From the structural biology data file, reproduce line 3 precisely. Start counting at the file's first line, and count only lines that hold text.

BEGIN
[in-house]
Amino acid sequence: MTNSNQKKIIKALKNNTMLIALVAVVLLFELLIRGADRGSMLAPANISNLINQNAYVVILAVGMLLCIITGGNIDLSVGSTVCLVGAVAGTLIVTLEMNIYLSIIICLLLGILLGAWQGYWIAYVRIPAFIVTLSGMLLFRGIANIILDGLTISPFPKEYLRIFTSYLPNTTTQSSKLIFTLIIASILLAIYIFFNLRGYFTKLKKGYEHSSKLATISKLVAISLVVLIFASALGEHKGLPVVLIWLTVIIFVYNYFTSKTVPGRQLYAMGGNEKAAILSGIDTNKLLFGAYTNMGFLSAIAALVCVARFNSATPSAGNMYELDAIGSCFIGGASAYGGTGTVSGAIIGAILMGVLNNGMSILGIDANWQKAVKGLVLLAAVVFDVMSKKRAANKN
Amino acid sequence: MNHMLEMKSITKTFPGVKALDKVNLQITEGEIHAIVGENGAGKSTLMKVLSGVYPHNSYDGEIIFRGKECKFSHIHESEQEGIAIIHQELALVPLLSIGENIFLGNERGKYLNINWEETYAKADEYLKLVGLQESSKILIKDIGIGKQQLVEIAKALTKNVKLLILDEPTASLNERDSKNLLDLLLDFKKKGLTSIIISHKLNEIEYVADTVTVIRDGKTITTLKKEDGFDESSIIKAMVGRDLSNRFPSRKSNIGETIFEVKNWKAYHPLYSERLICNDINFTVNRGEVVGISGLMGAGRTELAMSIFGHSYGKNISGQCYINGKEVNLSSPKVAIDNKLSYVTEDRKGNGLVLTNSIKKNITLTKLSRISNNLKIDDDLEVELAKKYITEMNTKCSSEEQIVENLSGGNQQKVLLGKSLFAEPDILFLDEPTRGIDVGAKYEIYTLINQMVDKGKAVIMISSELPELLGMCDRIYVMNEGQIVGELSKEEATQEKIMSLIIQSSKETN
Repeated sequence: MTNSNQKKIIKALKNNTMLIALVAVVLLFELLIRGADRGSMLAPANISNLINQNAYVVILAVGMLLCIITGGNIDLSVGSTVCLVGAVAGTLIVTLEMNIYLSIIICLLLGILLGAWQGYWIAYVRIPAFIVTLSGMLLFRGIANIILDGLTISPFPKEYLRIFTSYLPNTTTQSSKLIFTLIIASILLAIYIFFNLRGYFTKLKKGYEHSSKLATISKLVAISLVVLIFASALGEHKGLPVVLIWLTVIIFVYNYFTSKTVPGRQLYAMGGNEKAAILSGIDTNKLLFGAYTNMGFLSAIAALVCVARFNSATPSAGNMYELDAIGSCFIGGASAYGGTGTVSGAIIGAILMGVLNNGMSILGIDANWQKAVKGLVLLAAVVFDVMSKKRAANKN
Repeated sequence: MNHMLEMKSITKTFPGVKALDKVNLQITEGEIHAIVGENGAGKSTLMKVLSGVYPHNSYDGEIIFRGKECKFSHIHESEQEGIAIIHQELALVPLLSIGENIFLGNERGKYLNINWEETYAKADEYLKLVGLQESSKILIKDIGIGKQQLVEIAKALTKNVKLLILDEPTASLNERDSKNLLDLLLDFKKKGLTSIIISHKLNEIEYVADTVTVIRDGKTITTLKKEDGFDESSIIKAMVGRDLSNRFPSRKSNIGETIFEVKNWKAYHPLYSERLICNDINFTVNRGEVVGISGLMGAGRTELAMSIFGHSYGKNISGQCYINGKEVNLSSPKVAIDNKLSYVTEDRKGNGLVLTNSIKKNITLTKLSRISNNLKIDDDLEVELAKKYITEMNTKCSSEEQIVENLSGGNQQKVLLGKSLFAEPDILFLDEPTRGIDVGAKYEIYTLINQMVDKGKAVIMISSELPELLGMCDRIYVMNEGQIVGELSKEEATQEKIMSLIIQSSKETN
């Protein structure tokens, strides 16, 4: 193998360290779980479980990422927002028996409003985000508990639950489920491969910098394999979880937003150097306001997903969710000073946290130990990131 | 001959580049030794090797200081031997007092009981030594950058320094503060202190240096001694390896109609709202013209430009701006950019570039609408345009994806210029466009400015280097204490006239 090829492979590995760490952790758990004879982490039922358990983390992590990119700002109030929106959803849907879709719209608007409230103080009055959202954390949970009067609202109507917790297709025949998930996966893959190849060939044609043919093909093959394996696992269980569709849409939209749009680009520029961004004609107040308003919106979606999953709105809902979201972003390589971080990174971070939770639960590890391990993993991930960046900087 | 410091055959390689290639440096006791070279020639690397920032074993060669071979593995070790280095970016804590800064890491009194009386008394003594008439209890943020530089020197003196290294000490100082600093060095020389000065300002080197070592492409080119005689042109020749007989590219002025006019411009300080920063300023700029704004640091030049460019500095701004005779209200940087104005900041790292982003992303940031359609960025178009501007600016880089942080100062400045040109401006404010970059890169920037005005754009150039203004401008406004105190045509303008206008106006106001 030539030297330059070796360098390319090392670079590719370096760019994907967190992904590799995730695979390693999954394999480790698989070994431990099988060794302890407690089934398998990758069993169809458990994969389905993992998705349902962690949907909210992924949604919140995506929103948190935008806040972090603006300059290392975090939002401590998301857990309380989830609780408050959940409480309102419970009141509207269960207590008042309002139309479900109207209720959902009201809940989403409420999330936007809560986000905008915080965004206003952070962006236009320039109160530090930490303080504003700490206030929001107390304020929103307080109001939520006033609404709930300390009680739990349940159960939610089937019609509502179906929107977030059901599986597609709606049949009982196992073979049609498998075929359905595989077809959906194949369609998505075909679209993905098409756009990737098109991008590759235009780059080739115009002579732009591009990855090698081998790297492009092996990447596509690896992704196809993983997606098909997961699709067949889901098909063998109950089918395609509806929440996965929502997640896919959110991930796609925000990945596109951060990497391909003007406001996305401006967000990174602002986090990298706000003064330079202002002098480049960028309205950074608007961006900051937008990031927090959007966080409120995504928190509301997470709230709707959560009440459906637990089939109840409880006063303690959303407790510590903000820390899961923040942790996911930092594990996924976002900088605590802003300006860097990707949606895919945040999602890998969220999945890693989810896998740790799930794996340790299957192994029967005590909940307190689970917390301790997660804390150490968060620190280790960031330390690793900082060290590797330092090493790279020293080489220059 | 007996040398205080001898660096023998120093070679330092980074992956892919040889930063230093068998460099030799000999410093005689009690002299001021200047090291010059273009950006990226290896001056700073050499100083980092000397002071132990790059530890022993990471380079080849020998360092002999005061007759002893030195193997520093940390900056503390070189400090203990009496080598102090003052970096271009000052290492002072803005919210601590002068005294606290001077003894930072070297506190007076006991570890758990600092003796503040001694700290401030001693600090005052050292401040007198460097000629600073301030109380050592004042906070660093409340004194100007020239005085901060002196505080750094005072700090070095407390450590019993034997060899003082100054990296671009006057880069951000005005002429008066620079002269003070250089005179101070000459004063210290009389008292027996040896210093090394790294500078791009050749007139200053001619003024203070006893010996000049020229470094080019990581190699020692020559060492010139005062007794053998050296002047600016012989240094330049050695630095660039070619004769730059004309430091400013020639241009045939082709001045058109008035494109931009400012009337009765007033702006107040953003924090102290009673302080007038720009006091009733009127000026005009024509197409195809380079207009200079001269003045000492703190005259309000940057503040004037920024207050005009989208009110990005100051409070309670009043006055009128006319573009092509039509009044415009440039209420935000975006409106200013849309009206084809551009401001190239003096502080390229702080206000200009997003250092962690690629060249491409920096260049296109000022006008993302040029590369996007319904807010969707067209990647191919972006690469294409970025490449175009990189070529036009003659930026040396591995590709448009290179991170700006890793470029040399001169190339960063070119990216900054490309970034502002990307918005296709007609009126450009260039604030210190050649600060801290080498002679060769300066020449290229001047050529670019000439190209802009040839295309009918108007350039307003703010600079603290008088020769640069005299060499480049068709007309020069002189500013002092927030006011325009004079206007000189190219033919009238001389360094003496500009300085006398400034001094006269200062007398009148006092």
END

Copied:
Amino acid sequence: MNHMLEMKSITKTFPGVKALDKVNLQITEGEIHAIVGENGAGKSTLMKVLSGVYPHNSYDGEIIFRGKECKFSHIHESEQEGIAIIHQELALVPLLSIGENIFLGNERGKYLNINWEETYAKADEYLKLVGLQESSKILIKDIGIGKQQLVEIAKALTKNVKLLILDEPTASLNERDSKNLLDLLLDFKKKGLTSIIISHKLNEIEYVADTVTVIRDGKTITTLKKEDGFDESSIIKAMVGRDLSNRFPSRKSNIGETIFEVKNWKAYHPLYSERLICNDINFTVNRGEVVGISGLMGAGRTELAMSIFGHSYGKNISGQCYINGKEVNLSSPKVAIDNKLSYVTEDRKGNGLVLTNSIKKNITLTKLSRISNNLKIDDDLEVELAKKYITEMNTKCSSEEQIVENLSGGNQQKVLLGKSLFAEPDILFLDEPTRGIDVGAKYEIYTLINQMVDKGKAVIMISSELPELLGMCDRIYVMNEGQIVGELSKEEATQEKIMSLIIQSSKETN